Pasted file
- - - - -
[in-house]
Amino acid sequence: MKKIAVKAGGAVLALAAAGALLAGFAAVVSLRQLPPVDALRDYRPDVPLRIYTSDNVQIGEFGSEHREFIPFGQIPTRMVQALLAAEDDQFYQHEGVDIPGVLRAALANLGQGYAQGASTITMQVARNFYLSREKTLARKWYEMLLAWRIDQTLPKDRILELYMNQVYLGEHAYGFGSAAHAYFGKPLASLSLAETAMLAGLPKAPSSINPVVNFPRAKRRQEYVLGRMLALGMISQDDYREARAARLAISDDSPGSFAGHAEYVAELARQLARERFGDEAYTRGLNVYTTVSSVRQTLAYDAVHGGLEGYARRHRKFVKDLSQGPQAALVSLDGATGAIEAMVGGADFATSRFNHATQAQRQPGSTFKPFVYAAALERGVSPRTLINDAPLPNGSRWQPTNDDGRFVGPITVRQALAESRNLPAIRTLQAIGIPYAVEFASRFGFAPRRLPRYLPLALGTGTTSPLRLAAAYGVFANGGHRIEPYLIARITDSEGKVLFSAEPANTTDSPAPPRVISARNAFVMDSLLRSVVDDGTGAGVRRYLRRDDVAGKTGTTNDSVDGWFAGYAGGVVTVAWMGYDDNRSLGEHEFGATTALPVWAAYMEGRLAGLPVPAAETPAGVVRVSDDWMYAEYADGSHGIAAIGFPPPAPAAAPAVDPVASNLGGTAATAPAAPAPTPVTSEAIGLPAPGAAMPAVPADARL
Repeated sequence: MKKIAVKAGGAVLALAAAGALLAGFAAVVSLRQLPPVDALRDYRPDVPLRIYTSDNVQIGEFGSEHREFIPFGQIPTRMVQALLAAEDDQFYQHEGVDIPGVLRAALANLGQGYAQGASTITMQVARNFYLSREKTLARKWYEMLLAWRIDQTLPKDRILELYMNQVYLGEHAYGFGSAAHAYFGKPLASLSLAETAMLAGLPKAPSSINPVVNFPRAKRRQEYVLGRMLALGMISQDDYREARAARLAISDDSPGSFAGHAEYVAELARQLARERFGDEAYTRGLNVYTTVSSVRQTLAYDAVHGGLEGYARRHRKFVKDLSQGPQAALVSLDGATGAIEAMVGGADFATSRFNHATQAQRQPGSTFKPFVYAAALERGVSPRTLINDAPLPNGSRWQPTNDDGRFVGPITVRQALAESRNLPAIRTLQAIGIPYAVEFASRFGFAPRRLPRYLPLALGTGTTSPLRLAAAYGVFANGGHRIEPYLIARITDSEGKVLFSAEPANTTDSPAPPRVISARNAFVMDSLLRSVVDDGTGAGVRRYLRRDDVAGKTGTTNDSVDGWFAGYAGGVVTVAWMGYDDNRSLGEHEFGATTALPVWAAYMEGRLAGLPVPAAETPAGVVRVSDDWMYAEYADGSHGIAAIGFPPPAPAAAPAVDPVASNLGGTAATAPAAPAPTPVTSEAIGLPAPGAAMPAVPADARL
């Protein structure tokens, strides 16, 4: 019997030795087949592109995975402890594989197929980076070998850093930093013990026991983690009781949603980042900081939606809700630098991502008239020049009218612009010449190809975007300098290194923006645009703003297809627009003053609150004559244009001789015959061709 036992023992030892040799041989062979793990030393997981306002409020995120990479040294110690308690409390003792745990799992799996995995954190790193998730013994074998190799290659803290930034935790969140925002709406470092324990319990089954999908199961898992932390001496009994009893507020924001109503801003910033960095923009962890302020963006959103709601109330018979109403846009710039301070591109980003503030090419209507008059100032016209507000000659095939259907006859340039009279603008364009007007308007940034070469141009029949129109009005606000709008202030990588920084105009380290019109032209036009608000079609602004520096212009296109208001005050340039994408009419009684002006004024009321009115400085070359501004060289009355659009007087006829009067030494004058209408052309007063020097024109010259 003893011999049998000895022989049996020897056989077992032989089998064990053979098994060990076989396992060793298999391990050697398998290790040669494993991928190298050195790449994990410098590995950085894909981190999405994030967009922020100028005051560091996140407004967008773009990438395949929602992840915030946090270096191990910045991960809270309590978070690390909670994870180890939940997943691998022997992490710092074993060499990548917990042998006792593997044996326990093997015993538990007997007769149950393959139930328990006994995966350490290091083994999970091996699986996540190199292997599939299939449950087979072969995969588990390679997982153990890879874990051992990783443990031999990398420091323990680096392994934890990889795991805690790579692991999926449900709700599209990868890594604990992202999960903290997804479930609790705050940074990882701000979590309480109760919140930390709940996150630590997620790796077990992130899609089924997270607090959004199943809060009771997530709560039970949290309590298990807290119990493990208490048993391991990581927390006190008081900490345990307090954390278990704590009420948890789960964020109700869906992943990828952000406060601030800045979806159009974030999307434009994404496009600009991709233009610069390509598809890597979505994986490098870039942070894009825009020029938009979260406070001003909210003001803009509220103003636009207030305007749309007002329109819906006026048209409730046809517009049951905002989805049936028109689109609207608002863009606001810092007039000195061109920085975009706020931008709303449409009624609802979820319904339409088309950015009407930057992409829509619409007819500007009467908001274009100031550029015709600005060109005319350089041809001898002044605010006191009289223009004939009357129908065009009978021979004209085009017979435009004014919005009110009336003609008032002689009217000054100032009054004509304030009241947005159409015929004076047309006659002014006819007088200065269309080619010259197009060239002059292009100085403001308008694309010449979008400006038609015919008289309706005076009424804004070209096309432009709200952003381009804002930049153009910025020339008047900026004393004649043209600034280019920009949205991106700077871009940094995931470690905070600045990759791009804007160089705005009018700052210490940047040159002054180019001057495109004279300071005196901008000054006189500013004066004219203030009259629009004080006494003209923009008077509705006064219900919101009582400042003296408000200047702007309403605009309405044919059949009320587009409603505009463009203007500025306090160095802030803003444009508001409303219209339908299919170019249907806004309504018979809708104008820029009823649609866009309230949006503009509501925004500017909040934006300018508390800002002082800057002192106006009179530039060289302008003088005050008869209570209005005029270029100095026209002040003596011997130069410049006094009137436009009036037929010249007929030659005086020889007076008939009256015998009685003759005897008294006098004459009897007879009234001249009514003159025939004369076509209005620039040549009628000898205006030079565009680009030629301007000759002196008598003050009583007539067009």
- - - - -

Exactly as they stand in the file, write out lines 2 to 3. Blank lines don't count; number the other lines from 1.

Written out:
Amino acid sequence: MKKIAVKAGGAVLALAAAGALLAGFAAVVSLRQLPPVDALRDYRPDVPLRIYTSDNVQIGEFGSEHREFIPFGQIPTRMVQALLAAEDDQFYQHEGVDIPGVLRAALANLGQGYAQGASTITMQVARNFYLSREKTLARKWYEMLLAWRIDQTLPKDRILELYMNQVYLGEHAYGFGSAAHAYFGKPLASLSLAETAMLAGLPKAPSSINPVVNFPRAKRRQEYVLGRMLALGMISQDDYREARAARLAISDDSPGSFAGHAEYVAELARQLARERFGDEAYTRGLNVYTTVSSVRQTLAYDAVHGGLEGYARRHRKFVKDLSQGPQAALVSLDGATGAIEAMVGGADFATSRFNHATQAQRQPGSTFKPFVYAAALERGVSPRTLINDAPLPNGSRWQPTNDDGRFVGPITVRQALAESRNLPAIRTLQAIGIPYAVEFASRFGFAPRRLPRYLPLALGTGTTSPLRLAAAYGVFANGGHRIEPYLIARITDSEGKVLFSAEPANTTDSPAPPRVISARNAFVMDSLLRSVVDDGTGAGVRRYLRRDDVAGKTGTTNDSVDGWFAGYAGGVVTVAWMGYDDNRSLGEHEFGATTALPVWAAYMEGRLAGLPVPAAETPAGVVRVSDDWMYAEYADGSHGIAAIGFPPPAPAAAPAVDPVASNLGGTAATAPAAPAPTPVTSEAIGLPAPGAAMPAVPADARL
Repeated sequence: MKKIAVKAGGAVLALAAAGALLAGFAAVVSLRQLPPVDALRDYRPDVPLRIYTSDNVQIGEFGSEHREFIPFGQIPTRMVQALLAAEDDQFYQHEGVDIPGVLRAALANLGQGYAQGASTITMQVARNFYLSREKTLARKWYEMLLAWRIDQTLPKDRILELYMNQVYLGEHAYGFGSAAHAYFGKPLASLSLAETAMLAGLPKAPSSINPVVNFPRAKRRQEYVLGRMLALGMISQDDYREARAARLAISDDSPGSFAGHAEYVAELARQLARERFGDEAYTRGLNVYTTVSSVRQTLAYDAVHGGLEGYARRHRKFVKDLSQGPQAALVSLDGATGAIEAMVGGADFATSRFNHATQAQRQPGSTFKPFVYAAALERGVSPRTLINDAPLPNGSRWQPTNDDGRFVGPITVRQALAESRNLPAIRTLQAIGIPYAVEFASRFGFAPRRLPRYLPLALGTGTTSPLRLAAAYGVFANGGHRIEPYLIARITDSEGKVLFSAEPANTTDSPAPPRVISARNAFVMDSLLRSVVDDGTGAGVRRYLRRDDVAGKTGTTNDSVDGWFAGYAGGVVTVAWMGYDDNRSLGEHEFGATTALPVWAAYMEGRLAGLPVPAAETPAGVVRVSDDWMYAEYADGSHGIAAIGFPPPAPAAAPAVDPVASNLGGTAATAPAAPAPTPVTSEAIGLPAPGAAMPAVPADARL